First, you can also extend your program so that it can print the directory entries for the entire filesystem, not only for the root directory. In addition, you can add the functionality of printing the actual

content of the file given a file name. Finally, you can extend your program to work with other file

systems as well, such as ext3, ext4, xfs, etc. Note that these extensions are not mandatory and will

not be tested.

Instead of using a virtual disk, you can also work on a real disk and directly open a partition and

analyse the file system sitting on that partition using the read system call. For instance, line 19 of the

above code can be replaced with:

fd = open("/dev/sda", O_RDONLY);

to analyse the partition "sda". However, you should make sure that the device file you opened is not

modified. Modifying the device file can cause file system corruption. Alternatively, you can create

the image of a partition into a binary file using the dd command and work on the virtual disk that you

created as we do in this project. Please read the man page of the dd command carefully if you want

to use it.

3 Development

You will develop your program in a Unix environment using the C programming language. gcc will

be used as the compiler. You will be provided a Makefile and your program should compile without

any errors/warnings using this Makefile. Black-box testing will be applied but we will not provide

a sample black-box testing script this time. You are free to write your own testing scripts if you

find them useful; however, you will not submit any testing code that you wrote. In order to check

the correctness of the values that your program generates, you can use dumpe2fs command of

Linux, which will dump the superblock and the block group information given the virtual disk file as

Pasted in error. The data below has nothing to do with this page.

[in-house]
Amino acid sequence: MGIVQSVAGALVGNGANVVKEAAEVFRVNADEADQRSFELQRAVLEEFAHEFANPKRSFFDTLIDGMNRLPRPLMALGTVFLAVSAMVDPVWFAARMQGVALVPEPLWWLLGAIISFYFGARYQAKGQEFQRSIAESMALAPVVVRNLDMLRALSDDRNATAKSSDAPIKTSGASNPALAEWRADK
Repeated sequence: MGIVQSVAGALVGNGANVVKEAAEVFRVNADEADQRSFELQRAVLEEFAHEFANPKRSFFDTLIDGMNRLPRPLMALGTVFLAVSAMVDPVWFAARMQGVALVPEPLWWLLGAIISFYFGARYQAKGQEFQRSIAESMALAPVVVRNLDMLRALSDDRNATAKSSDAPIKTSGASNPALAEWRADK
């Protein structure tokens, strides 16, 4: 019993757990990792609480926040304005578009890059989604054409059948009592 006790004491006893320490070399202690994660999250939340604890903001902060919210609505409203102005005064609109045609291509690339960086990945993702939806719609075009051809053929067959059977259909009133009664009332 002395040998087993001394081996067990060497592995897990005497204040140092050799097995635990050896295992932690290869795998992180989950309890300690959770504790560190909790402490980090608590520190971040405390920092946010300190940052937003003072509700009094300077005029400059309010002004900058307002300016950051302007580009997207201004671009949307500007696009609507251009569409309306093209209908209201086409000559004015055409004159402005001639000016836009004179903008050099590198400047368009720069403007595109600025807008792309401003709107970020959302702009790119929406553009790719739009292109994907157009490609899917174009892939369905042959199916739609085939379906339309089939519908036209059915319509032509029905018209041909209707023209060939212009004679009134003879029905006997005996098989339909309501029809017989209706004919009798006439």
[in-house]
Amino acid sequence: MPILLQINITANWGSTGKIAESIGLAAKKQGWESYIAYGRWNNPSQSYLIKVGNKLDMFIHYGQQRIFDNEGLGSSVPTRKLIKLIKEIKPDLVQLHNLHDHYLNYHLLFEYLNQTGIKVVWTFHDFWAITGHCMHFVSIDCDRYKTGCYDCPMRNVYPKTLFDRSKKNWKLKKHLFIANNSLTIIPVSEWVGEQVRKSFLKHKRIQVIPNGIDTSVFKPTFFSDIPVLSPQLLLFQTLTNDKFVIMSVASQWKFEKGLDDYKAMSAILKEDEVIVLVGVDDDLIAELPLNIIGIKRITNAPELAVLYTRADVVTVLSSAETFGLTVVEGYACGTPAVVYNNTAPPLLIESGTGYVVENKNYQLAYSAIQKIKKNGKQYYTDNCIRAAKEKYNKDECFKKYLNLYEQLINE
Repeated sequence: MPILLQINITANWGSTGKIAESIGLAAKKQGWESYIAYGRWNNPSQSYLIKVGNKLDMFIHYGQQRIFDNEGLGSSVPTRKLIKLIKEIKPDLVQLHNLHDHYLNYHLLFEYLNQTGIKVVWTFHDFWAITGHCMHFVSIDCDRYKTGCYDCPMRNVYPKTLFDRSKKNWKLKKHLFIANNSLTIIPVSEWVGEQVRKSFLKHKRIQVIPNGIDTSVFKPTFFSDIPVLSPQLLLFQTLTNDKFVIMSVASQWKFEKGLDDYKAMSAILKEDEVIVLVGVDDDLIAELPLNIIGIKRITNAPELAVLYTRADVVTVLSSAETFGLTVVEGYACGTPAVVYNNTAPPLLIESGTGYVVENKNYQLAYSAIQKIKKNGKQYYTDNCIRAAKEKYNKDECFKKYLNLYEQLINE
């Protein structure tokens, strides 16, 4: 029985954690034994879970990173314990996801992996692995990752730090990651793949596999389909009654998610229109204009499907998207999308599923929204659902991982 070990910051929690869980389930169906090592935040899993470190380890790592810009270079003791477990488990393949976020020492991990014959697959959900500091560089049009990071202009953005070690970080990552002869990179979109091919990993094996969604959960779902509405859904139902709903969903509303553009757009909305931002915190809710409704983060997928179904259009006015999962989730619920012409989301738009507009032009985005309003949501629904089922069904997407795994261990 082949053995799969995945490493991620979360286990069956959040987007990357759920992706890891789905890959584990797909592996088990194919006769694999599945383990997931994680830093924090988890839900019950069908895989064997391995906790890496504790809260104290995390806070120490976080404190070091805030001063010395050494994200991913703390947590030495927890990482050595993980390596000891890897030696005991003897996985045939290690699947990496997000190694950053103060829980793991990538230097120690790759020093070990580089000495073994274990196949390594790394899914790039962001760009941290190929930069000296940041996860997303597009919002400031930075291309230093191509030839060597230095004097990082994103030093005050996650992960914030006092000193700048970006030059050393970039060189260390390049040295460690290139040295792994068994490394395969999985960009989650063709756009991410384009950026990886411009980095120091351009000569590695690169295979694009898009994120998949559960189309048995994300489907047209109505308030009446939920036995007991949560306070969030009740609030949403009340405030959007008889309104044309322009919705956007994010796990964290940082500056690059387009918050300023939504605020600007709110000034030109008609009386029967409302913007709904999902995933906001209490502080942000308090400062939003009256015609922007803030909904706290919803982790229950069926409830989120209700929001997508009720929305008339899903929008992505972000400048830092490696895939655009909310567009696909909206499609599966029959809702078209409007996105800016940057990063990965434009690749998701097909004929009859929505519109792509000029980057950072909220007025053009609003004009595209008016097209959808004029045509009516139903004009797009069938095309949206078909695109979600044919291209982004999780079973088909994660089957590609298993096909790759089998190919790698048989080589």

a parameter as follows:

dumpe2fs ext2disk_100mb.img

Besides the superblock and the group information, if you want to learn the content of the virtual disk

to be able to check the root directory entries, you can mount it to your file system using the mount

command as follows:"

sudo mount ext2disk_100mb.img /mnt/ext2disk_100mb -t ext2 -o loop,ro,noexec

Before mounting, make sure that you created a mount point:

7

sudo mkdir /mnt/ext2disk_100mb

In order to unmount, you can use the umount command as follows:

sudo umount /mnt/ext2disk_100mb

and after unmounting, you can delete the mount point that you previously created:

sudo rmdir /mnt/ext2disk_100mb

Note that for this project, it is very easy to hard-code the correct values to be printed into

your program and pass our tests without even analyzing the virtual disk. However, you should

understand that this will be considered as plagiarism, and you will receive 0 from this project.

You are also not allowed to use ext2 analyzing/parsing tools (such as dumpe2fs, etc.) and their

libraries inside your program. You will walk through the ext2 on-disk structures with your own

C code. You can only use such tools to compare your program output, test, and debug your

program. You are allowed and encouraged to use the ext2 memory data structures provided by

the e2fslibs library.

4 Submission

Work will be penalized 5 points out of 100 if the submission instructions are not followed. In 

addition, memory leaks will be penalized with a total of 5 points without depending on the amount

of the leak. Similarly, compilation warnings will also be penalized with a total of 5 points without 

depending onthe type or the number of warnings. You can check the compilation warnings using the

-Wall flag ofgcc.

4.1 What to Submit

1. fsa.c: including the source code of your program.

2. README.txt including the following information:

• Did you fully implement the project as described? If not, what parts are not implemented

at all or not implemented by following the specified implementation rules? Please note

that for this project, it is very easy to print out the required output to the screen without

analyzing the virtual disk yourself. This will be considered as plagiarism!

8

5 Grading

Grading of your program will be done by an automated process. Your programs will also be passed

through a copy-checker program which will examine the source codes if they are original or copied.

We will also examine your source file(s) manually to check if you followed the specified implementation rules, if any.